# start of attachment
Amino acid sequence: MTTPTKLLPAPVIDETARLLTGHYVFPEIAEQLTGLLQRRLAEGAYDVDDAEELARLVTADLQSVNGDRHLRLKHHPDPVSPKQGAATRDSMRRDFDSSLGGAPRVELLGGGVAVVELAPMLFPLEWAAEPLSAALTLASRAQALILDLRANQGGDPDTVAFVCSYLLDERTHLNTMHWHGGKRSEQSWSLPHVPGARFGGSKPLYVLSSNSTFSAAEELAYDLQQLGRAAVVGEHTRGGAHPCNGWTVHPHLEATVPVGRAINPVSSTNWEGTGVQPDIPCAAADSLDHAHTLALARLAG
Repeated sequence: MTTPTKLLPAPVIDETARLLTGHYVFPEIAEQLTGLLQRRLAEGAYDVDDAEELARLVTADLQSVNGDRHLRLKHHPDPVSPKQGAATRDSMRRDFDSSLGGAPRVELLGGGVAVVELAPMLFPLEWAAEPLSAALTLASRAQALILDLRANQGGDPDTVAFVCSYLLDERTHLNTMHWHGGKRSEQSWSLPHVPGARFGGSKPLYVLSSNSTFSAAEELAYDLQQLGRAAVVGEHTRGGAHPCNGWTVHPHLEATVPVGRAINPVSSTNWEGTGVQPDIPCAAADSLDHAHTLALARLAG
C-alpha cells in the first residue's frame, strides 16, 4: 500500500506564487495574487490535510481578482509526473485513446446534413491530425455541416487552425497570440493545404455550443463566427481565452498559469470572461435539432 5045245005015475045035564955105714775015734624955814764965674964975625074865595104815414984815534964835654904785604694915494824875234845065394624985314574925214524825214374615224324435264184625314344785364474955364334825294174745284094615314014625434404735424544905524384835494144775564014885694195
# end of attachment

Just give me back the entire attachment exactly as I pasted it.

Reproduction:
Amino acid sequence: MTTPTKLLPAPVIDETARLLTGHYVFPEIAEQLTGLLQRRLAEGAYDVDDAEELARLVTADLQSVNGDRHLRLKHHPDPVSPKQGAATRDSMRRDFDSSLGGAPRVELLGGGVAVVELAPMLFPLEWAAEPLSAALTLASRAQALILDLRANQGGDPDTVAFVCSYLLDERTHLNTMHWHGGKRSEQSWSLPHVPGARFGGSKPLYVLSSNSTFSAAEELAYDLQQLGRAAVVGEHTRGGAHPCNGWTVHPHLEATVPVGRAINPVSSTNWEGTGVQPDIPCAAADSLDHAHTLALARLAG
Repeated sequence: MTTPTKLLPAPVIDETARLLTGHYVFPEIAEQLTGLLQRRLAEGAYDVDDAEELARLVTADLQSVNGDRHLRLKHHPDPVSPKQGAATRDSMRRDFDSSLGGAPRVELLGGGVAVVELAPMLFPLEWAAEPLSAALTLASRAQALILDLRANQGGDPDTVAFVCSYLLDERTHLNTMHWHGGKRSEQSWSLPHVPGARFGGSKPLYVLSSNSTFSAAEELAYDLQQLGRAAVVGEHTRGGAHPCNGWTVHPHLEATVPVGRAINPVSSTNWEGTGVQPDIPCAAADSLDHAHTLALARLAG
C-alpha cells in the first residue's frame, strides 16, 4: 500500500506564487495574487490535510481578482509526473485513446446534413491530425455541416487552425497570440493545404455550443463566427481565452498559469470572461435539432 5045245005015475045035564955105714775015734624955814764965674964975625074865595104815414984815534964835654904785604694915494824875234845065394624985314574925214524825214374615224324435264184625314344785364474955364334825294174745284094615314014625434404735424544905524384835494144775564014885694195